States

Ky. Education Commissioner Says ‘Dangerous’ Anti-LGBTQ Law Led to His Resignation

By Valarie Honeycutt Spears, Lexington Herald-Leader — August 02, 2023 2 min read
People gather for a rally organized by LGBTQ youth and adults in opposition to Senate Bill 150 and also to celebrate Trans Day of Visibility in Lexington, Ky., Friday, March 31, 2022.
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Kentucky’s top education leader said he’s leaving his job, and the state, because he didn’t want to enforce the new “dangerous and unconstitutional” Senate Bill 150 that critics have called an anti-LGBTQ measure.

“It is time for me to move on,” Education Commissioner Jason Glass told reporters Tuesday.

Glass announced Monday that he was resigning and would leave his job September 29 to become an associate vice-president at Western Michigan University.

Although the Kentucky Department of Education had taken politically motivated criticism lately, Glass said the agency had remained independent and stood for the best interests of students and the education system.

GOP lawmakers and politicians have urged his ouster this year over KDE’s inclusive LGBTQ stances.

The strife with lawmakers came to a tipping point in the 2023 General Assembly when Glass stood by a previous statement that teachers who would not follow a district’s policy to use a student’s preferred pronoun might want to find another place to work. He told a committee that politicians were the one introducing politics into schools, not his office.

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Protesters cheer outside Senate chambers at the Indiana Statehouse on March 22, 2023, in Indianapolis. Indiana schools may soon be required to notify parents if their child requests a name or pronoun change at school, after state Senators on April 10, 2023, advanced a bill that some worry could out transgender kids to their parents.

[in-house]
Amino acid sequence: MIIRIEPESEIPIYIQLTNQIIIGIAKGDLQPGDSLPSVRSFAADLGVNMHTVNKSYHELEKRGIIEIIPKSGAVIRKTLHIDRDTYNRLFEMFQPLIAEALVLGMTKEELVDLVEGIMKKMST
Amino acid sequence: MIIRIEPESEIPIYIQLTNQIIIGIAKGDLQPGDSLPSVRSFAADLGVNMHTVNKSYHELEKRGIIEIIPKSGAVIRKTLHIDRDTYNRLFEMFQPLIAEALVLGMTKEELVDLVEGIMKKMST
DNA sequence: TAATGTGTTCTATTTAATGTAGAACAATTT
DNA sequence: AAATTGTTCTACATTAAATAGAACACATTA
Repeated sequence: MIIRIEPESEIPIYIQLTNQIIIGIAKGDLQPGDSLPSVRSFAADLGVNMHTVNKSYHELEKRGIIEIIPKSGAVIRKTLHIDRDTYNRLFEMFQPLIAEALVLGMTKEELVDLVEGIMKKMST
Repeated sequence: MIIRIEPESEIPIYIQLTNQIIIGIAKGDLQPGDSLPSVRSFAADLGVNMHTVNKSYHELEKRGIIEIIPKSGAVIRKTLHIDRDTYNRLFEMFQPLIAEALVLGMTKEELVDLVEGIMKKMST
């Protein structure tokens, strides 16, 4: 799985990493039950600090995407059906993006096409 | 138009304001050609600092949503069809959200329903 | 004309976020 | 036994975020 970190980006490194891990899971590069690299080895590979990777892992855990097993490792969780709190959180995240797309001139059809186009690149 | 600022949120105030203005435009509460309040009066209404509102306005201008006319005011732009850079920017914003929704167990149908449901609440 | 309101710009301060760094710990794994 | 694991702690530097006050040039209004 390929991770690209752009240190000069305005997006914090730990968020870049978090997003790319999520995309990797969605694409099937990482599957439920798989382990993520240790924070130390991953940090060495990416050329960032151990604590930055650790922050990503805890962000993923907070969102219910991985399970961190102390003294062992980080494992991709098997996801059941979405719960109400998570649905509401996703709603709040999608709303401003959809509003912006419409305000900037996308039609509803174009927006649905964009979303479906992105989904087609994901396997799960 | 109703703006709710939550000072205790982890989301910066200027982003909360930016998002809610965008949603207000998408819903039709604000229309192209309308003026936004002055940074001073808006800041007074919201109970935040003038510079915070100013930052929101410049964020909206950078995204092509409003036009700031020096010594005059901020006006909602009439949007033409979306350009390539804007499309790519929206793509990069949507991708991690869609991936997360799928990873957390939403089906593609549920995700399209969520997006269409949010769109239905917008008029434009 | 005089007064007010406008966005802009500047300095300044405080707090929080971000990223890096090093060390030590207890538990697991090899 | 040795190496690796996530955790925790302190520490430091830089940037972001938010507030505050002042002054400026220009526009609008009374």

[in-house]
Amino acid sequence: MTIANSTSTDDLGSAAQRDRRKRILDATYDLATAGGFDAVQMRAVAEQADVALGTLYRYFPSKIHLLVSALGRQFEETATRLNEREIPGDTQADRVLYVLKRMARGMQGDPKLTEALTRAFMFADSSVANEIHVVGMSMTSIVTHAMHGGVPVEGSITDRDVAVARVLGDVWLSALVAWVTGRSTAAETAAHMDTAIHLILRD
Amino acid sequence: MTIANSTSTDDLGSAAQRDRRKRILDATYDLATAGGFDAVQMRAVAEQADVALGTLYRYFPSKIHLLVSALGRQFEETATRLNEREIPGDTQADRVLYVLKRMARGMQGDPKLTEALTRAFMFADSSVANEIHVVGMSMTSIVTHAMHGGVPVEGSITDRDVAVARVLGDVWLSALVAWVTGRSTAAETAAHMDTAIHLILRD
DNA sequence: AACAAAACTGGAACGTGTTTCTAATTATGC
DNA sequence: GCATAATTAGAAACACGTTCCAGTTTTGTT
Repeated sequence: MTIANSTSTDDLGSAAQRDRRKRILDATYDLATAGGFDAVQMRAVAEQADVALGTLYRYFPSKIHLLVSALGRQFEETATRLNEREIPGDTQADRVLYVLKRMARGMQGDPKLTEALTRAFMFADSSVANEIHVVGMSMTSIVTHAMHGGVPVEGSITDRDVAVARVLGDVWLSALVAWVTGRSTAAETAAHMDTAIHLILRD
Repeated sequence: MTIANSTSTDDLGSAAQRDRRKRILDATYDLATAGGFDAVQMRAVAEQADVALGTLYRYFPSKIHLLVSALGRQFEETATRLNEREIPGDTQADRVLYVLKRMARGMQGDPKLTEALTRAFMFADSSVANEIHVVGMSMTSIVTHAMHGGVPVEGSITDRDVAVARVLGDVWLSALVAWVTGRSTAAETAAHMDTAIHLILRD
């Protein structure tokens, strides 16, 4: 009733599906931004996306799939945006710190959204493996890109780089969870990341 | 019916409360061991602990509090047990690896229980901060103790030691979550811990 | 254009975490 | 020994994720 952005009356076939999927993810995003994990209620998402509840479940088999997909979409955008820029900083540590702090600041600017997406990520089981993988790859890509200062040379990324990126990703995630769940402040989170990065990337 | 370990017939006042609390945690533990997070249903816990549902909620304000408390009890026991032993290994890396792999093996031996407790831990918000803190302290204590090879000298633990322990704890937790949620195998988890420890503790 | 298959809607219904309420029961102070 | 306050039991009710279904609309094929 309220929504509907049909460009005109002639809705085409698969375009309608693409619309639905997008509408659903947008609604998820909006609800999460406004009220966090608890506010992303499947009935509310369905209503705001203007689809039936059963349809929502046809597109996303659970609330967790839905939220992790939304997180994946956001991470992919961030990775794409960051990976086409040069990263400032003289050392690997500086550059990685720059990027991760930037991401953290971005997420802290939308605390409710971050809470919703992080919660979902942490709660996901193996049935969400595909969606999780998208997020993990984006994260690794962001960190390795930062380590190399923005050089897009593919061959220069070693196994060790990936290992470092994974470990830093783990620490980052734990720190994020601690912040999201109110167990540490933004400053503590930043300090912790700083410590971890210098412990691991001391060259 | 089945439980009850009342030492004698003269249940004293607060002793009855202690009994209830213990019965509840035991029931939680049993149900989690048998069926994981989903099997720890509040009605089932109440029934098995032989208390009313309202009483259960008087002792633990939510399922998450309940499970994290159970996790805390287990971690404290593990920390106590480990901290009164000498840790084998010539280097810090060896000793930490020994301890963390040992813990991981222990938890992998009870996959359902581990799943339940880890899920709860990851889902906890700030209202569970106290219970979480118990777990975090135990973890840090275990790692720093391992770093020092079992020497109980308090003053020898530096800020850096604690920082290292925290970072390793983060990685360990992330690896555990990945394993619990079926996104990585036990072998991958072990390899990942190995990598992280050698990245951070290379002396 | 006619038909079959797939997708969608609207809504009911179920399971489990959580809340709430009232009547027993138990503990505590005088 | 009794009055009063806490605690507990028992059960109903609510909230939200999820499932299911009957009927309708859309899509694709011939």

Protesters cheer at the Indiana Statehouse on March 22, 2023, in Indianapolis. Indiana schools may soon be required to notify parents if their child requests a name or pronoun change at school, after state lawmakers advanced a bill that some advocates worry could out transgender kids to their parents.
Arleigh Rodgers/AP

Glass said Tuesday he knew his job could get political. He said it was becoming a common exit story for education chiefs around the country, including the last few in Kentucky.

He said he was “wide-eyed” knowing that “this sort of thing was a possibility,” referring to political rancor.

Glass was appointed commissioner in 2020 by the state. He said another factor in his leaving was the new law requiring the state Senate to confirm future Commissioners of Education.

He said the vitriol stems from the current gubernatorial campaign.

Glass praised Gov. Andy Beshear, a Democratic gubernatorial candidate against Republican Attorney General Daniel Cameron, as a decent human being. But Glass said he had been an independent education commissioner. Cameron had criticized Glass.

Glass said hyper-partisan politics have been increasingly injected into education policy decisions.

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Illustration of tug of war.
Illustration by Laura Baker/Education Week, SvetaZi, and iStock/Getty

Senate Bill 150 banned puberty blockers, hormones and surgeries for kids under 18, bans lessons on gender identity and sexual orientation, prevents transgender students from using the bathroom that corresponds with their gender identity, and stops school districts from requiring teachers to use a students pronouns if they don’t align with their sex assigned at birth.

Glass said he was concerned about the future of education given the partisan divide.

He said it is resulting in educator turnover.

Policy makers are making it hard, Glass said. “It’s starting to show.”

Copyright (c) 2023, Lexington Herald-Leader. Distributed by Tribune Content Agency.

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